Welcome to the NavList Message Boards.


A Community Devoted to the Preservation and Practice of Celestial Navigation and Other Methods of Traditional Wayfinding

Compose Your Message

Add Images & Files
    Re: Compact Lightweight Metal Sextants - Freiberger Yacht vs. Astra IIIB
    From: James N Wilson
    Date: 2012 Aug 10, 20:25 -0700
    I agree with many of your sextant comments, except that I have no use for verniers on the micrometer drum. Their ostensible increase in accuracy is questionable, and they introduce the possibility of reading from the wrong end of the vernier, introducing an eleven minute error.
    I deplore the idea of eliminating the clear glass on the horizon mirror. I've found it handy with Sun and Moon shots. I also dislike "whole horizon" mirrors, finding the horizon difficult to discern at twilight. Has anyone produced a horizon mirror with a gradation from full on the right to zero on the left? That sounds handy. Should I patent the idea?
    Jim Wilson
    On 10 Aug 2012 19:23:36 -0700 "John Karl" <jhkarl@att.net> writes:

    Yes, Bill Morris is right (as usual). The Freiberger Yacht sextant has the clear-glass left-side of the horizon mirror missing. And this has the effect of not showing the images from the index mirror on that left-side field of the view (FOV). What may surprise some readers is that in sextants with Galilean scopes and half-silvered horizon mirrors, you really never use the silvered half of the horizon mirror when shooting sun or bright moon sights. The horizon is not visible on the right side of the VOF, but as Bill says, the unsilvered left half of the mirror reflects plenty of sun light to make both the horizon and the sun visible there. So, perhaps without thinking about it, you make the sight on the left half of the VOF (even though you paid for the whole FOV). But with the Yacht sextant, with its left half missing, you get a region about ½ d wide to make the sight. That’s about one eighth of the normal 4d FOV.

    In small vessels this FOV is really important in rough seas, and in general, important for comfortable and pleasant viewing. In general, the optics in most sextants is pretty miserable. They have severely limited FOV, extraneous light in the scope, and shades reducing the FOV in many sextants. Just compare the sextant’s view to that of even a modest cost binocular. The only sextant that does the optics right is the Navy Mark II, it has a very wide, high quality, FOV. It suffers only slightly from lack of intensity in difficult star shots because of its smaller aperture. You can read more about this topic (and the effects of prism scopes) in my book, and in the 2008 issue of Ocean Voyager (the summer issue of Ocean Navigator).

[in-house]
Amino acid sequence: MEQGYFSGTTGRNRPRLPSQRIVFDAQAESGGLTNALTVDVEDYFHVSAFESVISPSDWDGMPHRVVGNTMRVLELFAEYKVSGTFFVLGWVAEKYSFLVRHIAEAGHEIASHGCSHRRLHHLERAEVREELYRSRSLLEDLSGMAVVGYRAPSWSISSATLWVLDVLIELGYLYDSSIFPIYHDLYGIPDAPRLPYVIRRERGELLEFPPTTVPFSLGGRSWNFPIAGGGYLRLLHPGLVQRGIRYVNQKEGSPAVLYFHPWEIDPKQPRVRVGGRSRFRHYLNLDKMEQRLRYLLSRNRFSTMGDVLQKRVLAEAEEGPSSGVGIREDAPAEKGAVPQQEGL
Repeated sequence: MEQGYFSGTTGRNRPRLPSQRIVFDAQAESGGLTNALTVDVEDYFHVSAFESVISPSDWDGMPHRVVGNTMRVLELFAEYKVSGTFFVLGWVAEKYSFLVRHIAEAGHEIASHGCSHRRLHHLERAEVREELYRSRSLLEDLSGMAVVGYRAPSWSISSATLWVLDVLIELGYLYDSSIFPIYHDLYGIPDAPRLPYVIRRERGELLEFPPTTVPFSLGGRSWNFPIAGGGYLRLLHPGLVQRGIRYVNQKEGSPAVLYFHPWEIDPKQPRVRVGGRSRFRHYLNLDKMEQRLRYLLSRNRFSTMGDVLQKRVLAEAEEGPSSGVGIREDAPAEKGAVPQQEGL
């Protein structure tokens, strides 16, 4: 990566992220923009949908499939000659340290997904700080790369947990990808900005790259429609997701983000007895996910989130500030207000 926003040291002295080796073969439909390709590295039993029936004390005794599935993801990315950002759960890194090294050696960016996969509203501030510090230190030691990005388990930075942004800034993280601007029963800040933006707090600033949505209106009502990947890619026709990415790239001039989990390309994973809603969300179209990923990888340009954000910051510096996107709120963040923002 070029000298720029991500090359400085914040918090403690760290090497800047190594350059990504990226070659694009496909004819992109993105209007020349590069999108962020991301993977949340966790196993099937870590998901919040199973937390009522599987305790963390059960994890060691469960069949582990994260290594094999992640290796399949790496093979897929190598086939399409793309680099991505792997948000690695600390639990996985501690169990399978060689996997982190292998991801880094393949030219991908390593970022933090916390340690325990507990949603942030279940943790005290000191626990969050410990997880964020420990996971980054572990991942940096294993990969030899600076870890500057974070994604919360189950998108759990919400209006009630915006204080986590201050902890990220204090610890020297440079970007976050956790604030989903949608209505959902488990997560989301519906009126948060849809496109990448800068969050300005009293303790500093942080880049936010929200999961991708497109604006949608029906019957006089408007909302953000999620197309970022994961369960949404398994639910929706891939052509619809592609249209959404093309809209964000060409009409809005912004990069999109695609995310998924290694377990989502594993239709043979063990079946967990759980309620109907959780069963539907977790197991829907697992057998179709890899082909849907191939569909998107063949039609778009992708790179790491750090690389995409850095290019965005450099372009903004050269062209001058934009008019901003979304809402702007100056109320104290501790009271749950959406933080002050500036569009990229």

The smaller size of the Yacht sextant is really nice, specially in small boats, and in air-travel luggage to various passage legs. But my main objection is that its micrometer drum is too small and lacks a vernier scale. Even worse, its shinny surface reflects light, making it very difficult to read in many circumstances. The sextant also has no lighting. (In addition, the arc error has no bragging rights. Mine ranges up to 48’.)

    Happy force four winds,

    NavList message boards and member settings: www.fer3.com/NavList
    Members may optionally receive posts by email.
    To cancel email delivery, send a message to NoMail[at]fer3.com

    Browse Files

    Drop Files


    What is NavList?

    Join NavList

    (please, no nicknames or handles)
    Do you want to receive all group messages by email?
    Yes No

    You can also join by posting. Your first on-topic post automatically makes you a member.

    Posting Code

    Enter the email address associated with your NavList messages. Your posting code will be emailed to you immediately.

    Email Settings

    Posting Code:

    Custom Index

    Start date: (yyyymm dd)
    End date: (yyyymm dd)

    Visit this site
    Visit this site
    Visit this site
    Visit this site
    Visit this site
    Visit this site